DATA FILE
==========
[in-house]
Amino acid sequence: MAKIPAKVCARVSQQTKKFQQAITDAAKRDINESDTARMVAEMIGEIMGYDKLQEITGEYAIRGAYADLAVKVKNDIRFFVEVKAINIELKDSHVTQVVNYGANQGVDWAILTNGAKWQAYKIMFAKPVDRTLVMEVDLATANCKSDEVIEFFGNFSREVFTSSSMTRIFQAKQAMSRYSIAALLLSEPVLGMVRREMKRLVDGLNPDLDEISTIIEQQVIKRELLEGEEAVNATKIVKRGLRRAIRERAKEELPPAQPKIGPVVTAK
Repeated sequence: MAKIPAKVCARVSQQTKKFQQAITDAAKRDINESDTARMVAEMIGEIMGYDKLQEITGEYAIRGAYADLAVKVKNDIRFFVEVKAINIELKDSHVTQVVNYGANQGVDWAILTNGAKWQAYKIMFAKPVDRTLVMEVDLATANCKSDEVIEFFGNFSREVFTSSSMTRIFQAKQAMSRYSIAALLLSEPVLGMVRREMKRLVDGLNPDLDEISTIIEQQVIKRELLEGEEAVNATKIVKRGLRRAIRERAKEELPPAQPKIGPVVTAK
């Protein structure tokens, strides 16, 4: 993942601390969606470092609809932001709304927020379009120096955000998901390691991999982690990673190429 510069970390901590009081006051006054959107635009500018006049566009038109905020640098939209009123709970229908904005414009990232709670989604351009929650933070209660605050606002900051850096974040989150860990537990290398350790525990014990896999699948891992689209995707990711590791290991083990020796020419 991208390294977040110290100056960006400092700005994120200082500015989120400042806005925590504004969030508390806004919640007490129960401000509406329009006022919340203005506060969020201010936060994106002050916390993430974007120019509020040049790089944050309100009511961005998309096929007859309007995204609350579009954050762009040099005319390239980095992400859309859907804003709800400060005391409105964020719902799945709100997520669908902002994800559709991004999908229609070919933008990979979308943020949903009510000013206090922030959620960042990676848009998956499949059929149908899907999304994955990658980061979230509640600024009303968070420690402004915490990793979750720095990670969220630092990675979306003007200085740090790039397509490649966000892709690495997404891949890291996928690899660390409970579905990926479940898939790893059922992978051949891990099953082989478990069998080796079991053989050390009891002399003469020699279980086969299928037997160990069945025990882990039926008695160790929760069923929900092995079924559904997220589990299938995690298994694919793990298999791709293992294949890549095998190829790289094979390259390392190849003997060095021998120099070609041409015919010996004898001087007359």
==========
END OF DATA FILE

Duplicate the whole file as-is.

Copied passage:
[in-house]
Amino acid sequence: MAKIPAKVCARVSQQTKKFQQAITDAAKRDINESDTARMVAEMIGEIMGYDKLQEITGEYAIRGAYADLAVKVKNDIRFFVEVKAINIELKDSHVTQVVNYGANQGVDWAILTNGAKWQAYKIMFAKPVDRTLVMEVDLATANCKSDEVIEFFGNFSREVFTSSSMTRIFQAKQAMSRYSIAALLLSEPVLGMVRREMKRLVDGLNPDLDEISTIIEQQVIKRELLEGEEAVNATKIVKRGLRRAIRERAKEELPPAQPKIGPVVTAK
Repeated sequence: MAKIPAKVCARVSQQTKKFQQAITDAAKRDINESDTARMVAEMIGEIMGYDKLQEITGEYAIRGAYADLAVKVKNDIRFFVEVKAINIELKDSHVTQVVNYGANQGVDWAILTNGAKWQAYKIMFAKPVDRTLVMEVDLATANCKSDEVIEFFGNFSREVFTSSSMTRIFQAKQAMSRYSIAALLLSEPVLGMVRREMKRLVDGLNPDLDEISTIIEQQVIKRELLEGEEAVNATKIVKRGLRRAIRERAKEELPPAQPKIGPVVTAK
């Protein structure tokens, strides 16, 4: 993942601390969606470092609809932001709304927020379009120096955000998901390691991999982690990673190429 510069970390901590009081006051006054959107635009500018006049566009038109905020640098939209009123709970229908904005414009990232709670989604351009929650933070209660605050606002900051850096974040989150860990537990290398350790525990014990896999699948891992689209995707990711590791290991083990020796020419 991208390294977040110290100056960006400092700005994120200082500015989120400042806005925590504004969030508390806004919640007490129960401000509406329009006022919340203005506060969020201010936060994106002050916390993430974007120019509020040049790089944050309100009511961005998309096929007859309007995204609350579009954050762009040099005319390239980095992400859309859907804003709800400060005391409105964020719902799945709100997520669908902002994800559709991004999908229609070919933008990979979308943020949903009510000013206090922030959620960042990676848009998956499949059929149908899907999304994955990658980061979230509640600024009303968070420690402004915490990793979750720095990670969220630092990675979306003007200085740090790039397509490649966000892709690495997404891949890291996928690899660390409970579905990926479940898939790893059922992978051949891990099953082989478990069998080796079991053989050390009891002399003469020699279980086969299928037997160990069945025990882990039926008695160790929760069923929900092995079924559904997220589990299938995690298994694919793990298999791709293992294949890549095998190829790289094979390259390392190849003997060095021998120099070609041409015919010996004898001087007359």